In a free society, when deterrence becomes less of a factor, in a free society, how do you maintain freedom and still give law enforcement the ability to do more? And we've got to give law enforcement the ability to do more.

Jay: Deterrence is, if you do it, you no longer have a place to live because it's gone.

Barney: You can't deter suicide people --
They don't care.
By the very nature of the case --

Bill: Wait a second.

[ Talking over each other ]

Giselle: The defense minister of Israel spoke on television this evening, and he said --

Jay: Oh, shut up.

[ Laughter ]

Giselle: --
You can't go after the suicide bomber with tanks and military.
That is true.
But you can break down their infrastructure.

[ Talking over each other ]

We have cells they talk about here.
We're training kids here.
We have people training kids here that, in the name of God, they're gonna sacrifice their life.
And they grow up hoping for that moment when they can kill themselves.

Jay: That's the craziest thing I've ever heard.

[ Talking over each other ]

Sally: We have schools in the Middle East --

Jay: Would you say that on national television?

Giselle: What?

Jay: That we have terrorist cells in the United States.

Giselle: "Good morning America," yes.

Jay: Okay.
"Good morning America."
[ Laughter ]

Do they book comics? Maybe the kids need to be lightened up a little.

Barney: That's a bit of a problem, though, for your theory that if there's a terrorist being trained in country, we blow up the country.

Bill: But wait a second.
You said you cannot deter.
In other Arab countries where they also have the problem of suicide bombers and terrorism against their own people and their own leaders, they have deterrence.
Jordan does a thing where, if the suicide bomber blows something up, they will go and kill your whole family.

Giselle: That's a deterrent.

Bill: So, you can deter a suicide bomber.
I'm not saying we should do that, I'm just putting it on the table.

[ Talking over each other ]

Let's put that on the table --

[ Applause ]

Jay: What about all the suicide bombers that are orphans?

Giselle: I think Congressman Frank brings up a very good point, and I think that point is, he goes, "Look, it's gonna take time.
It's gonna take a reallocation of priorities and funding." And we sit there and go, "But it'll cause delays." Yes, it'll cause delays.
And it'll cause some annoyances, yes.
And you know what? If you want to stay alive and deter these wackos, that's what we have to do.

Bill: We don't have time.
Do we?

Sally: No, we do not have time.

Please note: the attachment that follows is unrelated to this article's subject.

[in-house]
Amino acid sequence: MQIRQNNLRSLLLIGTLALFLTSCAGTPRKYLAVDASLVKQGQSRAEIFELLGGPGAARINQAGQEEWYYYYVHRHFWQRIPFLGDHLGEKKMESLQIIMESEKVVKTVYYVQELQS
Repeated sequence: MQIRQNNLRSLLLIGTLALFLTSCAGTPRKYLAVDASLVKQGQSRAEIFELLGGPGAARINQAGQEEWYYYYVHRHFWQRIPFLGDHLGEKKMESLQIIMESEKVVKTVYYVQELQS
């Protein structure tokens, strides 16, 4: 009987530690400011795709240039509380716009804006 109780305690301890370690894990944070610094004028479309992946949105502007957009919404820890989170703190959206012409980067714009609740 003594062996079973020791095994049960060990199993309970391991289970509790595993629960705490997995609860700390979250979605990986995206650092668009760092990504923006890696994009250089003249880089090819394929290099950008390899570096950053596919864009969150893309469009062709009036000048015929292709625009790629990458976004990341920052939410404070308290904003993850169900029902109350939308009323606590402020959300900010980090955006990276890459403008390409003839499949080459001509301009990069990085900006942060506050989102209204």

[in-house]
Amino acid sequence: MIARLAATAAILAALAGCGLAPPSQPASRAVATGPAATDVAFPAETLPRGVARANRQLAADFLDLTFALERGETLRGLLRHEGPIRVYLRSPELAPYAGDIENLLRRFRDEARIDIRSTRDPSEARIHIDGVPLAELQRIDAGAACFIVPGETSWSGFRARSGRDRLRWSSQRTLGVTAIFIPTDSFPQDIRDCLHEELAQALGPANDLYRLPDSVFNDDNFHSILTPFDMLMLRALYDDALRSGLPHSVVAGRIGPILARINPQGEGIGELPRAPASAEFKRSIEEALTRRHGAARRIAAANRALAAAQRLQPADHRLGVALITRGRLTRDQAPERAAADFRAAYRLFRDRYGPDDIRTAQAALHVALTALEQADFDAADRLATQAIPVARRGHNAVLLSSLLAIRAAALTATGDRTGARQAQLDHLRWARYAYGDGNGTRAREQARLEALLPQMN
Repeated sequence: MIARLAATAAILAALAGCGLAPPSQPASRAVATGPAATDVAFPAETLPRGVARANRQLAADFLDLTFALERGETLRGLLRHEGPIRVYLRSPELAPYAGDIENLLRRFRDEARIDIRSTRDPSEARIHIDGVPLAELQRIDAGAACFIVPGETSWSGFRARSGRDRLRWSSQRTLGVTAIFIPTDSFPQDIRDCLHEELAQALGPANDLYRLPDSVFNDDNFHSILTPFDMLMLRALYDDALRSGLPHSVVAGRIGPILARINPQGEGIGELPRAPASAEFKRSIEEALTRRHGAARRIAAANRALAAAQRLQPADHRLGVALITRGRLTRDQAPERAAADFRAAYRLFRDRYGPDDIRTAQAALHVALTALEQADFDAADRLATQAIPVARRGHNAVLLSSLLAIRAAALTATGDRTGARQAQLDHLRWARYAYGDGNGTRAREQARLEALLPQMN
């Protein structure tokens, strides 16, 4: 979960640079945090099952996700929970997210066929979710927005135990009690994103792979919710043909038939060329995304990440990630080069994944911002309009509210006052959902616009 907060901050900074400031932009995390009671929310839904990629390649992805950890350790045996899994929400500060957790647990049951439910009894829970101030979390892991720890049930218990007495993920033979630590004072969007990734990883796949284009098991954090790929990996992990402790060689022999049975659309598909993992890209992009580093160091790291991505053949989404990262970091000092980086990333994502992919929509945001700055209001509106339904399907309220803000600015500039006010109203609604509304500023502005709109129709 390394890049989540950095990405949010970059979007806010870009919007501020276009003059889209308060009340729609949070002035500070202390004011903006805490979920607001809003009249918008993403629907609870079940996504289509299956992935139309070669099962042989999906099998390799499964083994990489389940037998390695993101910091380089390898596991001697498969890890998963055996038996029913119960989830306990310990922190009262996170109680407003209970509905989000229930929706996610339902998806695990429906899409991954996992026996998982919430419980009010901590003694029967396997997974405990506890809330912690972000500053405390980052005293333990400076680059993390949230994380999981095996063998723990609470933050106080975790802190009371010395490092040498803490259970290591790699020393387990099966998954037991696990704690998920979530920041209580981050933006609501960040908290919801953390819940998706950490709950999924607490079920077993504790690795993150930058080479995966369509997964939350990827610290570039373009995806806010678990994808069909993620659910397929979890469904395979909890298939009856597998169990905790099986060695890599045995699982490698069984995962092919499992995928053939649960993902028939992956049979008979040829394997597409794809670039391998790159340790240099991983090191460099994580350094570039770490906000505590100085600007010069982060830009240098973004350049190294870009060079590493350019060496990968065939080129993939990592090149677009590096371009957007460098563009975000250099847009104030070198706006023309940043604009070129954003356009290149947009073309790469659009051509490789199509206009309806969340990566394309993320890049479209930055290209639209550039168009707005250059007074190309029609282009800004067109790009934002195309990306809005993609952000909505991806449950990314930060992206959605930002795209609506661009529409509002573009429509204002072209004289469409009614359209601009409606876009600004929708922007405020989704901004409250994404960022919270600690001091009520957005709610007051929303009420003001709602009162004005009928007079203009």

I am convinced --

Jay: She knows.

Sally: I know that something terrible is going to happen in the not-too-distant future.
And because we are a democracy, I think people --
September 11th was seven months ago.
People are getting complacent.

[ Talking over each other ]

Barney: What is it that you propose we should do tomorrow?

Bill: Okay.
I could tell you what.

Barney: If we wanted to do something tomorrow, what should we do?

Sally: Well, I think that we got to shut these cells.
We've got to do more --

[ Talking over each other ]

Sally: With the FBI and the CIA, they must --
I mean, that's what we pay them for, is to search these things out.

Bill: How about, like Israel, we stop pretending at the airport that the little old lady from Pasadena and the male teenager from Yemen are equally likely to blow up the plane.

Jay: We don't, Bill.

Bill: We do that.
We totally do that.

[ Applause ]

Israel doesn't because they don't have the luxury to make that --

Barney: And, in fact, are searching young males who --

Bill: At the airport, it's random.
That is our policy.

Jay: When I'm on tour, I have a first class, one-way ticket.

Sally: I'm always searched.

Jay: When I'm on tour, I have a first class, one-way ticket to each city.
And that's how they decided to strip search me, because my ticket is one-way.
That's the only reason.

Giselle: We have to stop worrying about being politically correct.
That's the problem.

Barney: Wear clean underwear and get over it.

Jay: I don't wear underwear, come on.
You remember.

Barney: But the point is, we are trying to do something.
You say, "Let's do something right away." Yes, airport security has been increased.
It's a lot easier to talk about it.
You say, "Tell the FBI or the CIA to catch them." This isn't "Law and Order" where, in an hour, the good guys are going to get the bad guys.

[ Talking over each other ]

Barney: It's a complicated world.
There are very sophisticated people out there.
Law enforcement is trying, but people have these unrealistic expectations.

Giselle: When is the last time El Al blew up? It doesn't happen.

Bill: Right.

[ Talking over each other ]

Barney: Are we really saying that Israel has solved the problem of suicide bombers?

Bill: No.

Jay: What show am I on?

Bill: On their airplanes.

[ Talking over each other ]

Jay: --
More sports on ESPN.

Bill: All right.
I gotta take a commercial.

[ Applause ]

Bill: Well, the new Fortune 500 list of the biggest companies in the world came out today, and, for the first time, not oil, not gas --
Wal-Mart, number one.

[ Cheers ]

The largest company in the world.
Wal-Mart today said they're doing so well, they're thinking of opening a second register.

[ Laughter ]

Bill: Well, today the Netherlands legalized euthanasia.
Very brave, because it is still against the law in every other country in the world, although here in America, it's certainly not uncommon for your HMO to go tell you to drop dead.

[ Laughter ]

[ Applause ]

Bill: Okay, now we were talking about how we should fight terrorism.
I think we were talking short range.
Let's talk long range here for a minute.
Now, last week I thought President Bush made a step forward, a good step forward, increased foreign aid $5 billion.
Wouldn't we do a lot to stop future terrorism by taking that massive tax cut that went mostly to the wealthiest 1% --